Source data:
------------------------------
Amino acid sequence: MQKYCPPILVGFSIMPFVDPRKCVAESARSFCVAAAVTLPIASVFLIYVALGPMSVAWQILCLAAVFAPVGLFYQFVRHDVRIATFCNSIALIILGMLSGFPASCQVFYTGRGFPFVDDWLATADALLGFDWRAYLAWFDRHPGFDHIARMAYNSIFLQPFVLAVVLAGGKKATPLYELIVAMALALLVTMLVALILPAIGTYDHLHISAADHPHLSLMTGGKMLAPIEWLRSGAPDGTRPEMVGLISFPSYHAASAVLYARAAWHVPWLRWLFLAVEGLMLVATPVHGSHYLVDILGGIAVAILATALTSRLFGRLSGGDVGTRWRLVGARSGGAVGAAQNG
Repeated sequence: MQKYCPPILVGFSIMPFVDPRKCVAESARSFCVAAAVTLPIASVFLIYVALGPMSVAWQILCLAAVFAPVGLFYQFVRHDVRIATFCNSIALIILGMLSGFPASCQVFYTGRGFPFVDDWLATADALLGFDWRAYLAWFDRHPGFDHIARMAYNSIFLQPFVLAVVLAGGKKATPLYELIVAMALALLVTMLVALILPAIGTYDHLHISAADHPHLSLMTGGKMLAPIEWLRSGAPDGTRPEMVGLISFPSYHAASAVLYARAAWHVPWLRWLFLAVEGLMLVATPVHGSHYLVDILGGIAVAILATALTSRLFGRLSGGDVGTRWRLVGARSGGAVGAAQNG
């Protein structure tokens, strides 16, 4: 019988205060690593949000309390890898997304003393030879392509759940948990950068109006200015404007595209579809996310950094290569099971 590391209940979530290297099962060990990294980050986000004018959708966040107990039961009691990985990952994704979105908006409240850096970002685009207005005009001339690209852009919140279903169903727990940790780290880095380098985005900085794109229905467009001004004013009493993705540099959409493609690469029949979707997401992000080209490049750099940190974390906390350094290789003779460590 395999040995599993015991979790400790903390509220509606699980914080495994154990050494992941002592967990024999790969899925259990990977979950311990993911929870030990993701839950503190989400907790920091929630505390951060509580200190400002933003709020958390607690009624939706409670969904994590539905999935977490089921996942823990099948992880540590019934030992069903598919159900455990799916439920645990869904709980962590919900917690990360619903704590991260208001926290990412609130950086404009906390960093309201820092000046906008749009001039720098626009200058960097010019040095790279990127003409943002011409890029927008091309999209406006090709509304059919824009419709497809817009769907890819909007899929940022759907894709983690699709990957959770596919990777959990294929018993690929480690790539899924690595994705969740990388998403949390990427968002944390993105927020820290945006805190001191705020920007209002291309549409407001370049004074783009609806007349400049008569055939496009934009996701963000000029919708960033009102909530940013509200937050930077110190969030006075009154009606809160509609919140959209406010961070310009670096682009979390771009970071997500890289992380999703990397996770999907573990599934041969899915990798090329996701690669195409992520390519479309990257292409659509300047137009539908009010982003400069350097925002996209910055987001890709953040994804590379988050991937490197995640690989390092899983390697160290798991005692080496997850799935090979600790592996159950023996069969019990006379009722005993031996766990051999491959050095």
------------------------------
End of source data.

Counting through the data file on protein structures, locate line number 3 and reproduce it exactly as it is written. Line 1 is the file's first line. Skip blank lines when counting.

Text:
């Protein structure tokens, strides 16, 4: 019988205060690593949000309390890898997304003393030879392509759940948990950068109006200015404007595209579809996310950094290569099971 590391209940979530290297099962060990990294980050986000004018959708966040107990039961009691990985990952994704979105908006409240850096970002685009207005005009001339690209852009919140279903169903727990940790780290880095380098985005900085794109229905467009001004004013009493993705540099959409493609690469029949979707997401992000080209490049750099940190974390906390350094290789003779460590 395999040995599993015991979790400790903390509220509606699980914080495994154990050494992941002592967990024999790969899925259990990977979950311990993911929870030990993701839950503190989400907790920091929630505390951060509580200190400002933003709020958390607690009624939706409670969904994590539905999935977490089921996942823990099948992880540590019934030992069903598919159900455990799916439920645990869904709980962590919900917690990360619903704590991260208001926290990412609130950086404009906390960093309201820092000046906008749009001039720098626009200058960097010019040095790279990127003409943002011409890029927008091309999209406006090709509304059919824009419709497809817009769907890819909007899929940022759907894709983690699709990957959770596919990777959990294929018993690929480690790539899924690595994705969740990388998403949390990427968002944390993105927020820290945006805190001191705020920007209002291309549409407001370049004074783009609806007349400049008569055939496009934009996701963000000029919708960033009102909530940013509200937050930077110190969030006075009154009606809160509609919140959209406010961070310009670096682009979390771009970071997500890289992380999703990397996770999907573990599934041969899915990798090329996701690669195409992520390519479309990257292409659509300047137009539908009010982003400069350097925002996209910055987001890709953040994804590379988050991937490197995640690989390092899983390697160290798991005692080496997850799935090979600790592996159950023996069969019990006379009722005993031996766990051999491959050095």